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Building Seattle’s Seawall, One Frozen Section At A Time

Josh Webb
Pipes containing a cold saline soluntion freeze a worksite along Seattle's waterfront.

Doing construction on Seattle’s seawall involves moving lots of water out of the way. Engineers with that project are using ice to solve the problem.

Crews replacing the seawall have to deal with water from Elliott Bay on the west side of the wall. And on the east side, facing downtown and Pioneer Square, water seeps up from the ground.

To create a dry environment on the city side, Seattle hired a company called Soil Freeze. And that’s what soil freeze does — it freezes the ground. Pipes with a super-cold saline solution coursing through them are laid in and around the construction site. They are connected to industrial refrigeration units the size of pickup trucks.

“It starts freezing around each one of theses pipes we put in the ground. And eventually, each pipe freezes to the next pipe and becomes a barrier. That barrier gets thicker as the freeze continues, and it becomes a structural wall,” said Larry Applegate, president of Soil Freeze.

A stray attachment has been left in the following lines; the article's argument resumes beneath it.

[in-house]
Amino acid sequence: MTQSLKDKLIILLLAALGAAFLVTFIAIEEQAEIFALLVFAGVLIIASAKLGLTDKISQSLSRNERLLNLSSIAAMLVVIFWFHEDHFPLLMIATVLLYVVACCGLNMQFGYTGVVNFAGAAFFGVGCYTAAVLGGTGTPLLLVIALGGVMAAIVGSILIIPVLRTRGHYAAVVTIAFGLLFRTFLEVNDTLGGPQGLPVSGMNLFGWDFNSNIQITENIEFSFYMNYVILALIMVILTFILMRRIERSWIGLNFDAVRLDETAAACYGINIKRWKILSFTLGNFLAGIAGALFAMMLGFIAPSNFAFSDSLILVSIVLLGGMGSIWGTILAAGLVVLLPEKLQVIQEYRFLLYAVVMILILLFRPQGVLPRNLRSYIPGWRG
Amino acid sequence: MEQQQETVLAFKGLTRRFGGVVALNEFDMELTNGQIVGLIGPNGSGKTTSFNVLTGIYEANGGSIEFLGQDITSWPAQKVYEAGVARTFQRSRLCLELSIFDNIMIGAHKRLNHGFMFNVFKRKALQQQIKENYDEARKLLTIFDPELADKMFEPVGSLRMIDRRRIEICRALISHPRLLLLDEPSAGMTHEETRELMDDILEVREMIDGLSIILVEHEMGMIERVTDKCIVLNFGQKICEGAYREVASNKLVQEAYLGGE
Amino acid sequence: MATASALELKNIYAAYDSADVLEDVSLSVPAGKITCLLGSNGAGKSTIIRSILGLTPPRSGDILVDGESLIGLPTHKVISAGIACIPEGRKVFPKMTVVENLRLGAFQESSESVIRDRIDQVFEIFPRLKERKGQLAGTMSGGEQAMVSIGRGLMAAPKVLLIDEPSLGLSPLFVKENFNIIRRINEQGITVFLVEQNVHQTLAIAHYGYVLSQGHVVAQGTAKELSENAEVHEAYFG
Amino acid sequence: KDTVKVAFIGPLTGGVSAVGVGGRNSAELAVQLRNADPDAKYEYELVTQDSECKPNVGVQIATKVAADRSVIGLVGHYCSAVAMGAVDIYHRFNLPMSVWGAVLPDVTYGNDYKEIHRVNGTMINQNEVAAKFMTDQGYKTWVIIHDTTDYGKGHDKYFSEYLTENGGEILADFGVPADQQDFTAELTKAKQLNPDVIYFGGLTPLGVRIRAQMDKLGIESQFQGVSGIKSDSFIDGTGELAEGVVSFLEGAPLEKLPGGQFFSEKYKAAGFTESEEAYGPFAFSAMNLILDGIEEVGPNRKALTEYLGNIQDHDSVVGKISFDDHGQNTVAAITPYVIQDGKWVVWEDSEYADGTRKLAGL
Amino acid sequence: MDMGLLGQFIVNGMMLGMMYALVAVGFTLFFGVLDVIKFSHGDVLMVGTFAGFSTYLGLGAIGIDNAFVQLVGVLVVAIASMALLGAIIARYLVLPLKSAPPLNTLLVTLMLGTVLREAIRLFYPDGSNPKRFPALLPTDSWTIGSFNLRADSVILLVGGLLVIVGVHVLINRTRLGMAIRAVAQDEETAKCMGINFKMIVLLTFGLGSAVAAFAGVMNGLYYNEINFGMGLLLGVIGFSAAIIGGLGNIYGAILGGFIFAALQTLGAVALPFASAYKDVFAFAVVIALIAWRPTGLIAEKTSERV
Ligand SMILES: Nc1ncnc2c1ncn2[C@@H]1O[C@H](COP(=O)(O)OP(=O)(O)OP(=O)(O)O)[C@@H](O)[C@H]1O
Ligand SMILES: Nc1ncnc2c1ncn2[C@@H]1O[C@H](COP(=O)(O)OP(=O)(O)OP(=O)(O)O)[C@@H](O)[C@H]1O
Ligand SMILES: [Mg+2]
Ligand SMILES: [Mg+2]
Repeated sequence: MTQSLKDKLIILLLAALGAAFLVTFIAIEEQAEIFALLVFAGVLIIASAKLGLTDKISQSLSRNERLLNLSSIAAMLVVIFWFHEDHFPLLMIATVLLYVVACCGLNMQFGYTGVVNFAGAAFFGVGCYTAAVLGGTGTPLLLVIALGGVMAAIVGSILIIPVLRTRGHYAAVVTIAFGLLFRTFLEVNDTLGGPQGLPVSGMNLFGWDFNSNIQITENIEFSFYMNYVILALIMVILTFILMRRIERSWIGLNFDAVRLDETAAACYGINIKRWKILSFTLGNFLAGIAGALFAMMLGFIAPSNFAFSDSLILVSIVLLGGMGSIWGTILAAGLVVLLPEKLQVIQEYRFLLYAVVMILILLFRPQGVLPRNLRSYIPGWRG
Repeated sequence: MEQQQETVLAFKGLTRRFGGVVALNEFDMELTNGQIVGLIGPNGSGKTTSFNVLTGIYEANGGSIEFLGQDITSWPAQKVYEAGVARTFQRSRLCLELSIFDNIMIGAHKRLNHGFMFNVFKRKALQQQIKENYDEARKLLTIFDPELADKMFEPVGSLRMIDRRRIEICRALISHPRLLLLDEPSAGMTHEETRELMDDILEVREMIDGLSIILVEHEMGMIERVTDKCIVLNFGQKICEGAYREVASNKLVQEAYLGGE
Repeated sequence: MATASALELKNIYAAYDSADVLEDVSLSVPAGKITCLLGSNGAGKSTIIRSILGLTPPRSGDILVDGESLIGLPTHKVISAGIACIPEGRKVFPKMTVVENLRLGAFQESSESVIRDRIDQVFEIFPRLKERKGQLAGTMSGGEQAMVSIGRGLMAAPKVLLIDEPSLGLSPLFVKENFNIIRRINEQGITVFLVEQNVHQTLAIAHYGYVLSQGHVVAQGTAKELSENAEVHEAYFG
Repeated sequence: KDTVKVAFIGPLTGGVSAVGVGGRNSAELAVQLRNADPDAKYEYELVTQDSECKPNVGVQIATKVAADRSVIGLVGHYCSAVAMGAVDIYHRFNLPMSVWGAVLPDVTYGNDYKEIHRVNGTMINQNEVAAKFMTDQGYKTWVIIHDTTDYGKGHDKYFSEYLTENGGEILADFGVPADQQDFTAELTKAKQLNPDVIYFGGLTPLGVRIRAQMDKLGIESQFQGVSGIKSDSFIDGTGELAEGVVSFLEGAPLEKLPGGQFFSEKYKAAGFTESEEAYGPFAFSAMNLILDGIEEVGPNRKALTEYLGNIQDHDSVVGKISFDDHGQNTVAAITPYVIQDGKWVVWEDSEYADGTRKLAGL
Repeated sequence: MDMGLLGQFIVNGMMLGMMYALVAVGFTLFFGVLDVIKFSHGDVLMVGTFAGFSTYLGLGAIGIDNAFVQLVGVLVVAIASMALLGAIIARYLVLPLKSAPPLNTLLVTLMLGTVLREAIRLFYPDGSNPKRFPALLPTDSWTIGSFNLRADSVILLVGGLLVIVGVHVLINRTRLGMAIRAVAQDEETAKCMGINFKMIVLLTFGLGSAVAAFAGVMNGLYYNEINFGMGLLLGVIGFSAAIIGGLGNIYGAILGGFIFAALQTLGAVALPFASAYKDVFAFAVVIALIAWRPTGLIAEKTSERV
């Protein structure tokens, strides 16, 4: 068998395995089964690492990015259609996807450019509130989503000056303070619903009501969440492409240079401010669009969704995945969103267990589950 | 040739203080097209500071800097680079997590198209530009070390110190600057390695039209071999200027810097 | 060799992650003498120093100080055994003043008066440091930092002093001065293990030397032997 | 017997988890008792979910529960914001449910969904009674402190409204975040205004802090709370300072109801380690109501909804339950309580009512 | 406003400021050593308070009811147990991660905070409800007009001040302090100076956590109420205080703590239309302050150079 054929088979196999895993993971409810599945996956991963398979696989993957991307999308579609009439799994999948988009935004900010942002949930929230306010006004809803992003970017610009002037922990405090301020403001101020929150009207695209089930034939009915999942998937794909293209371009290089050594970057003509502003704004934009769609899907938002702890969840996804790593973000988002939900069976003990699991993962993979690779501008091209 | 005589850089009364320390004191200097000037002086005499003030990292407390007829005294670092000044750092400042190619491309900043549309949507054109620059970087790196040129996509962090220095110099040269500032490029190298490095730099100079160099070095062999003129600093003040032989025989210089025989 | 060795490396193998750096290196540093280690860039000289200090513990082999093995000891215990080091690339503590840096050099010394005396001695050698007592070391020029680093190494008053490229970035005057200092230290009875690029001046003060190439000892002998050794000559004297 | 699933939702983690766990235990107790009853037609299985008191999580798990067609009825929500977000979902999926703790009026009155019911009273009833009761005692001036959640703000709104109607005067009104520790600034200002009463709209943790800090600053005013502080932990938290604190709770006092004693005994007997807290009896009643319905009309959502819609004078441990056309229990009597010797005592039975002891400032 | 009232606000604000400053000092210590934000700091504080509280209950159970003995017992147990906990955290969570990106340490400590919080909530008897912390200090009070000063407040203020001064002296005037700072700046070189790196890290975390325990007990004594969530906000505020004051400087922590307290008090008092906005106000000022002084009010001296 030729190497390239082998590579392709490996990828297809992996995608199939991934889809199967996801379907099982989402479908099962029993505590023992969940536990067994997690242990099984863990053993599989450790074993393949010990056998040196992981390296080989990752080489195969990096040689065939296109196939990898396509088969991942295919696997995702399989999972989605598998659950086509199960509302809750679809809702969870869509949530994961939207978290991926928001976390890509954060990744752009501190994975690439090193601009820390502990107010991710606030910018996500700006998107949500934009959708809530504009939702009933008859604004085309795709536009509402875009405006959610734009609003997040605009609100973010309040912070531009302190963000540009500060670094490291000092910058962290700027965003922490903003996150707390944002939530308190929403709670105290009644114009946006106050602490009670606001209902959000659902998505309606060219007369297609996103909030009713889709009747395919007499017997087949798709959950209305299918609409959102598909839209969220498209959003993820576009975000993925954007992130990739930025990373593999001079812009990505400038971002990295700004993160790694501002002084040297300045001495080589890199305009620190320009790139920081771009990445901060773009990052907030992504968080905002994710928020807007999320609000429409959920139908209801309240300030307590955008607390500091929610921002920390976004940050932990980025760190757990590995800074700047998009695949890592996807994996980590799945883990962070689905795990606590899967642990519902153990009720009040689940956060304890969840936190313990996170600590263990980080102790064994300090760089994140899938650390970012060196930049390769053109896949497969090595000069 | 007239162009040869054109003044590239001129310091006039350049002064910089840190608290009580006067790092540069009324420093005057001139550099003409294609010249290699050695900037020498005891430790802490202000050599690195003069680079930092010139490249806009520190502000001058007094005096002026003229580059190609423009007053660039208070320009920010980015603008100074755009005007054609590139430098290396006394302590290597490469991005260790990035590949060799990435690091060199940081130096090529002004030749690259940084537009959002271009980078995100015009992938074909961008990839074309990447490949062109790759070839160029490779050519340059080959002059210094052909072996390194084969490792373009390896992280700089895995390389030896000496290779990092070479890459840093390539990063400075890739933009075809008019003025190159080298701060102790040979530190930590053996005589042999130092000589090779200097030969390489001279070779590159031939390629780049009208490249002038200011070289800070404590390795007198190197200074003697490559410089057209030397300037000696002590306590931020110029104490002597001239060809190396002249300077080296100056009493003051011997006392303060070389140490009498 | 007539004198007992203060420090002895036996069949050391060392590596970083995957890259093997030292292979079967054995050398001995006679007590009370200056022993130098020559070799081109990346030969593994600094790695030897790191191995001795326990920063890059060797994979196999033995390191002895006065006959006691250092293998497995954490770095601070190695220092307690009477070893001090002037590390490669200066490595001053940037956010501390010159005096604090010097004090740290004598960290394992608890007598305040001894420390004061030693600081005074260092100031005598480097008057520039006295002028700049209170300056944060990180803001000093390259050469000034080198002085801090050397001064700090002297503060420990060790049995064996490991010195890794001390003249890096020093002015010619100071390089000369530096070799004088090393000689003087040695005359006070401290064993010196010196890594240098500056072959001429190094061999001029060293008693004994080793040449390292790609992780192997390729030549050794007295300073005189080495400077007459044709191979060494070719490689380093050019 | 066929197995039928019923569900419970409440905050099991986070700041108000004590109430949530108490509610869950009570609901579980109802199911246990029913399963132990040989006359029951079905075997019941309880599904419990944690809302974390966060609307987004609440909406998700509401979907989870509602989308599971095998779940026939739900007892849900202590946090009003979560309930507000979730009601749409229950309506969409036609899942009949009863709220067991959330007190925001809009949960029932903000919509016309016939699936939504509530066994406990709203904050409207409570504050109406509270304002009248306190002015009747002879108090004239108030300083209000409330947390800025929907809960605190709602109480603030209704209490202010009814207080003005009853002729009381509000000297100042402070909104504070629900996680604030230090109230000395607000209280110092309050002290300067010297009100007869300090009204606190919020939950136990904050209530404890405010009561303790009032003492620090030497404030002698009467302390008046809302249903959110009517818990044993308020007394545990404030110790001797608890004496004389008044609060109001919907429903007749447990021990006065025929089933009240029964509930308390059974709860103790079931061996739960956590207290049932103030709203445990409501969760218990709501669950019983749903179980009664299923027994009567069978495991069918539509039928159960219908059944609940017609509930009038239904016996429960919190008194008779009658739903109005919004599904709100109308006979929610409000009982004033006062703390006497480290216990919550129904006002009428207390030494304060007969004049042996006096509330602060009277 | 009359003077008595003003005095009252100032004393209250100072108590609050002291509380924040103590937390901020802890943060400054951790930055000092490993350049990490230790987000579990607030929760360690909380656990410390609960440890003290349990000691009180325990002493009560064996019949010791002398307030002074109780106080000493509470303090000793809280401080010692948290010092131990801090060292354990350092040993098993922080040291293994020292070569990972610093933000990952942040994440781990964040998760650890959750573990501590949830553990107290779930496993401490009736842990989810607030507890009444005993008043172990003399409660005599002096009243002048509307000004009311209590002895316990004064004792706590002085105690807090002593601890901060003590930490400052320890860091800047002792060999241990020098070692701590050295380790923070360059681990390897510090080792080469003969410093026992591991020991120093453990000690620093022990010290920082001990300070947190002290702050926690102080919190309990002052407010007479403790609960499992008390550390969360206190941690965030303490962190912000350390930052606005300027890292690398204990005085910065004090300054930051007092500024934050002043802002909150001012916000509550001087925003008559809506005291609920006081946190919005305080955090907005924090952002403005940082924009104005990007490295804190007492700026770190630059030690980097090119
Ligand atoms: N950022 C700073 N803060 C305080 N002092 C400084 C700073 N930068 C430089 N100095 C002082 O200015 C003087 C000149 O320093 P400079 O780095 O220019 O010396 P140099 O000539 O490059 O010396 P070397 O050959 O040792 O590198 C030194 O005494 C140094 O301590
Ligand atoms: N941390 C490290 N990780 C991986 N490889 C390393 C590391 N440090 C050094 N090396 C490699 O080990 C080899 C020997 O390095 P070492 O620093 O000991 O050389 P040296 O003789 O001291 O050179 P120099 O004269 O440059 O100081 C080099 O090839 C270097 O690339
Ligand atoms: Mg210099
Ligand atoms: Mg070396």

Credit Josh Webb
Pipes containing a cold saline solution freeze a worksite along Seattle's waterfront.

With a frozen barrier, there is no need to build a retaining wall, so can workers can dig deep without worrying the ground surrounding them will collapse. It takes four to six weeks to freeze a section of earth.

Jessica Murphy with the city’s Department of Transportation says freezing the soil and water means there is no need to pump water out of the site.

“Once you pump it out of the ground, you have to do something with it. You have to treat it. You have to contain it, hold it, store it. It takes up a lot of space. Weighing all those risks, the pros and the cons, we did chose this soil-freezing technology," Murphy said.

The $290 million seawall is about a year from completion. The subterranean structure is a vital part of the city. It shores up city blocks, keeps utility lines in place and makes it possible to have roads close to Elliott Bay.

The original structure was deteriorating, partially due to gribbles, the termites of the marine world. It was built more than 80 years ago. Back then, work mostly took place during low tides. Following Puget Sound’s schedule meant the project took 20 years to finish.

Jennifer Wing is a former KNKX reporter and producer who worked on the show Sound Effect and Transmission podcast.